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Wishes forum

Locking the thickness of a roof.

Anonymous
Not applicable
In respect of this thread here.

Currently when you change the angle of a roof, the perpendicular thickness stays constant whilst the vertical thickness changes to suit.

I'd like to be able to lock either the vertical thickness or the perpendicular thickness of a roof depending on which was required to stay constant when the roof angle is changed.

Personally, I'm voting important essential as I think it an obvious funtionality enhancement that has been strangely missed out, which would require minimal programming to implement.

Many thanks!
11 REPLIES 11

Eduardo Rolon
Moderator
Another way to conceptualize the problem is that the settings for angle and thickness should not affect each other. Once the thickness is set for the roof, changing the angle shouldn't change the thickness. Design wise you choose the thickness of the roof once but you tweak the angle multiple times.

Using a bad analogy, imagine that rotating a wall changed its thickness. Ouch!
eduardo rolón AIA NCARB
Another of the forum moderators.
Macbook Pro M1 Max 64GB ram
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Vectorworks 2022

Dennis Lee
Booster
Just out of curiosity, in what situation would you want to lock the vertical thickness of the roof?
For me, it seems logical to lock the perpendicular thickness (actual thickness of whatever the construction material) would be.
ArchiCAD 25 & 24 USA
Windows 10 x64
Since ArchiCAD 9

Anonymous
Not applicable
Dennis wrote:
Just out of curiosity, in what situation would you want to lock the vertical thickness of the roof?
As you know, a roof doesn't always have to be used as a roof, it could be used as a sloping floor slab, some kind of beam or anything else that may slope.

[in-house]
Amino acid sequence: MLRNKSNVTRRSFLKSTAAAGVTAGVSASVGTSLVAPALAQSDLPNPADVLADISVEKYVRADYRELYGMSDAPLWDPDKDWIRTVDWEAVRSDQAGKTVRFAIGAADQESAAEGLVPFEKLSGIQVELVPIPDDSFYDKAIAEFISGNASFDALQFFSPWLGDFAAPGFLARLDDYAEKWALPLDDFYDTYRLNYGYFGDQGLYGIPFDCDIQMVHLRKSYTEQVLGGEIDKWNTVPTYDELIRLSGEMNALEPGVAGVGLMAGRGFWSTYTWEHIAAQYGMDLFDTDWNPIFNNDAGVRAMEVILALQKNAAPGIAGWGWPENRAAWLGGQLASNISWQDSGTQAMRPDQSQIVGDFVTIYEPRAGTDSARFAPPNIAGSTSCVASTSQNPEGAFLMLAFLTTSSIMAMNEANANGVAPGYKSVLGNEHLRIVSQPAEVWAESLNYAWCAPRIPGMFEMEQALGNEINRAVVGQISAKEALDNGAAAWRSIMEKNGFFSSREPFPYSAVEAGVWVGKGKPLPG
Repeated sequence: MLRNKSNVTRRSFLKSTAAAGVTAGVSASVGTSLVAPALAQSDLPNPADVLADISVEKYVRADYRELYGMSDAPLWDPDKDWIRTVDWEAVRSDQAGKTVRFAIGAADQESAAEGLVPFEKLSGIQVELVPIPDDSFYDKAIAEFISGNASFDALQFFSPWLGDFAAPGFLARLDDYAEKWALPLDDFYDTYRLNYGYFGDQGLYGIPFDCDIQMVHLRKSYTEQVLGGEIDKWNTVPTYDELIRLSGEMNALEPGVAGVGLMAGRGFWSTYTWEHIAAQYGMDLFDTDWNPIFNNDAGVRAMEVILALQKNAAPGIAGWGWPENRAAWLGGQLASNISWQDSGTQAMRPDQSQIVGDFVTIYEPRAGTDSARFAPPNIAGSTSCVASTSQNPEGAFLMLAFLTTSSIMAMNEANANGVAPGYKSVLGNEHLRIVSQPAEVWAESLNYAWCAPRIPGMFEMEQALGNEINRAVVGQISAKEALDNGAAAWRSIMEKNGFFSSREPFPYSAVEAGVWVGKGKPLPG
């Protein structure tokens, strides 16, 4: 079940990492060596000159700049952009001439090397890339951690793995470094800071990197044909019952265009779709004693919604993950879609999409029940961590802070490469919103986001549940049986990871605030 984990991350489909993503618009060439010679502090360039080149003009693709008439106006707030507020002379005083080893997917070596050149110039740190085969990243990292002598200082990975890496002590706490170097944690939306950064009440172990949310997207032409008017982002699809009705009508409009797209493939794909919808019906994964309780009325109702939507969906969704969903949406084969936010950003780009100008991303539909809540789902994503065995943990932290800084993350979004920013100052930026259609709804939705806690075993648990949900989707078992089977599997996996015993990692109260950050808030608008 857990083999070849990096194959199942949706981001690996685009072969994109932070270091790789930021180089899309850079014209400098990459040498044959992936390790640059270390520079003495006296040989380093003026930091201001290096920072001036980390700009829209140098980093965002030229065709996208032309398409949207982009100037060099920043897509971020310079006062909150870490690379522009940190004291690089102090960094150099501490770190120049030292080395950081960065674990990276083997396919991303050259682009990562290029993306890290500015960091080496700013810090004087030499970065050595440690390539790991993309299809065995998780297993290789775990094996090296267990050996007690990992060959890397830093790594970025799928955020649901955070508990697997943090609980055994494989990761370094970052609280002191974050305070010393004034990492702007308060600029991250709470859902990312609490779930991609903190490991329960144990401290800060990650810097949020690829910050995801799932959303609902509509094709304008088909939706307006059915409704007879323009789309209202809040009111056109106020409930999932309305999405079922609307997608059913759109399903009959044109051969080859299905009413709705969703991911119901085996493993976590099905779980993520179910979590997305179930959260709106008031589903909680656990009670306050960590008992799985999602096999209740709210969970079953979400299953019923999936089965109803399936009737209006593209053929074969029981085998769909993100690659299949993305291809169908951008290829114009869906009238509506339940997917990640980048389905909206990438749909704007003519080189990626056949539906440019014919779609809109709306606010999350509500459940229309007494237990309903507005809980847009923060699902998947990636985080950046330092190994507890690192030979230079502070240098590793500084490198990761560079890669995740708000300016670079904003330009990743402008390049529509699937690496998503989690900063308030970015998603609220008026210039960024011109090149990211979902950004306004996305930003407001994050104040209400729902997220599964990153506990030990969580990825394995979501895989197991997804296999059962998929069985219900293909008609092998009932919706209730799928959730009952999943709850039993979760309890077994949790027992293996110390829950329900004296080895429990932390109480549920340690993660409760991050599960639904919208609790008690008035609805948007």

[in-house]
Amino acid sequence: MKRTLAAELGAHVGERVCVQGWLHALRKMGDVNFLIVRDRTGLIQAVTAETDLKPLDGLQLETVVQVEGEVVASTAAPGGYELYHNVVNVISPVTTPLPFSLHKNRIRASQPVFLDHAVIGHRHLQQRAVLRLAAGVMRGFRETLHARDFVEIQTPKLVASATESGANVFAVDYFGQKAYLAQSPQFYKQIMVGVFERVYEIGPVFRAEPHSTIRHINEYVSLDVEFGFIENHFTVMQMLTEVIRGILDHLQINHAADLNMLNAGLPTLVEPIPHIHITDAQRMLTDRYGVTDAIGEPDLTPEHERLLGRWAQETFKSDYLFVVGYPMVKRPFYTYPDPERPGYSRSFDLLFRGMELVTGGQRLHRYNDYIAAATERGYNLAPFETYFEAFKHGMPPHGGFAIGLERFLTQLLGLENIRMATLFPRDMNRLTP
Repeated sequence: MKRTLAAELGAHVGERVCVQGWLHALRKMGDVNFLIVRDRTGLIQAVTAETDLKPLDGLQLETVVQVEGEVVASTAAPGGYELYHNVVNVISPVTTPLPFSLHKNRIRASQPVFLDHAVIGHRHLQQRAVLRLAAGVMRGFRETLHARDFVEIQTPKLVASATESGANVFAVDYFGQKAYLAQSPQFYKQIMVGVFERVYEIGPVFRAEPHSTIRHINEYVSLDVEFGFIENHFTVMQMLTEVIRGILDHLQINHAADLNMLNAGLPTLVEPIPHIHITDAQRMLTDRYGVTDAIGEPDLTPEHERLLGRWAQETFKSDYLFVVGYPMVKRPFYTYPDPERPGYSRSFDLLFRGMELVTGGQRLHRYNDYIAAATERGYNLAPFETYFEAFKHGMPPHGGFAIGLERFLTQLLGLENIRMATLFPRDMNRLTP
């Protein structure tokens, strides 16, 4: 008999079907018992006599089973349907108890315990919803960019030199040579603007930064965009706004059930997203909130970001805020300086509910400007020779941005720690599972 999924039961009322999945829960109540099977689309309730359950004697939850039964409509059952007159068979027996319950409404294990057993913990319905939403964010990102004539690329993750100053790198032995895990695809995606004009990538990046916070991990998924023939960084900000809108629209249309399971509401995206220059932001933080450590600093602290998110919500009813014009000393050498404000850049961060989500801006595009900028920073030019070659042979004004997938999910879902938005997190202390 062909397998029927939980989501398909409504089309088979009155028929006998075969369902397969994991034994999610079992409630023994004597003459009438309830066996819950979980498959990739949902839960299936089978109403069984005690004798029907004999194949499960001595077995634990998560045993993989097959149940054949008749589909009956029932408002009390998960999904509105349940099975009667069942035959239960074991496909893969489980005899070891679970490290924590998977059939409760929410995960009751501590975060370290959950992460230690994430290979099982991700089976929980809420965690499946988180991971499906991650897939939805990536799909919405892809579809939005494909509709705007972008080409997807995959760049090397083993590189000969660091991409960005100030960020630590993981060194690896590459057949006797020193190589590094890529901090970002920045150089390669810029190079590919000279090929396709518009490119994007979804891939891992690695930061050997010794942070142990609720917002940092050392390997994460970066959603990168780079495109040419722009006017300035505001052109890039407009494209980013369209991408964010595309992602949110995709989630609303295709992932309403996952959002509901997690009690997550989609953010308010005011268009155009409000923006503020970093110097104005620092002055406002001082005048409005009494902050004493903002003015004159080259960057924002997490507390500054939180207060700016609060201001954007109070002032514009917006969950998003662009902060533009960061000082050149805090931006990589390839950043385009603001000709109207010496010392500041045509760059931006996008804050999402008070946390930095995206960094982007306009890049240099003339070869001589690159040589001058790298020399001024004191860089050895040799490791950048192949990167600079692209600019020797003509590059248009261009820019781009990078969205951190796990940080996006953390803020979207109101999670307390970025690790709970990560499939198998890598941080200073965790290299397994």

My argument is that you should have the option if you need it. It should be my choice whether to use it, not a limitation of the software.

Thinking about it, I would also like to wish to be able to set the pivot line of the roof to the top surface rather than being fixed underneath. Again because I shouldn't be constrained if the situation required it or I wanted to do something unusual.

Having the option to do something, however unusual, is much better than it not being there at all!

Eduardo Rolon
Moderator
In the project I am working on I have an inclined plane that meets a concrete slab that are 6" wide and I "want" the connection to be vertical since the plane is going to be concrete also. Since I was playing with the angles I kept wondering why it was changing since I already specified the thickness.
eduardo rolón AIA NCARB
Another of the forum moderators.
Macbook Pro M1 Max 64GB ram
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AC25 US/INT -> AC08
Puerto Rico, BVI, Miami

Vectorworks 2022

TomWaltz
Newcomer
If you want that to be an 8" fascia, then the thickness is 8" (perpendicular to the angle of the roof). The vertical height would be irrelevant.

Archicad gives you the thickness of the roof at the current angle. The vertical height is an aftereffect of that thickness and the angle.